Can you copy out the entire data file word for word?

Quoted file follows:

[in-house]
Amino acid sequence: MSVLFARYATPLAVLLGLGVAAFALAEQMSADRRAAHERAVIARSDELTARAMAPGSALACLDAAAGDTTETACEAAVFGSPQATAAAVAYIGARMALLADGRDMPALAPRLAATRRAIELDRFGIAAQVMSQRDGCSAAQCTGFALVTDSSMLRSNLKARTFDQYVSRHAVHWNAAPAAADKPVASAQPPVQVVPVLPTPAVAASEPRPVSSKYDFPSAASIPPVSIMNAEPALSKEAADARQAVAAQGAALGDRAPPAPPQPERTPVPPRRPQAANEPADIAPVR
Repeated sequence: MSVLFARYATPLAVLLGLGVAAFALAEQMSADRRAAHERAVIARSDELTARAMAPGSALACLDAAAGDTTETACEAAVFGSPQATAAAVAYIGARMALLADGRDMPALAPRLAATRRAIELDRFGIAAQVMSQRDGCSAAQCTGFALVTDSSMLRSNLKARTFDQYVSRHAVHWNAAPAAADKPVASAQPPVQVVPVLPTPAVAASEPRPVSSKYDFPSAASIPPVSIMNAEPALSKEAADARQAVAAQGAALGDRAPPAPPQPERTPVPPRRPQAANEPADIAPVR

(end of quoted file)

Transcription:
[in-house]
Amino acid sequence: MSVLFARYATPLAVLLGLGVAAFALAEQMSADRRAAHERAVIARSDELTARAMAPGSALACLDAAAGDTTETACEAAVFGSPQATAAAVAYIGARMALLADGRDMPALAPRLAATRRAIELDRFGIAAQVMSQRDGCSAAQCTGFALVTDSSMLRSNLKARTFDQYVSRHAVHWNAAPAAADKPVASAQPPVQVVPVLPTPAVAASEPRPVSSKYDFPSAASIPPVSIMNAEPALSKEAADARQAVAAQGAALGDRAPPAPPQPERTPVPPRRPQAANEPADIAPVR
Repeated sequence: MSVLFARYATPLAVLLGLGVAAFALAEQMSADRRAAHERAVIARSDELTARAMAPGSALACLDAAAGDTTETACEAAVFGSPQATAAAVAYIGARMALLADGRDMPALAPRLAATRRAIELDRFGIAAQVMSQRDGCSAAQCTGFALVTDSSMLRSNLKARTFDQYVSRHAVHWNAAPAAADKPVASAQPPVQVVPVLPTPAVAASEPRPVSSKYDFPSAASIPPVSIMNAEPALSKEAADARQAVAAQGAALGDRAPPAPPQPERTPVPPRRPQAANEPADIAPVR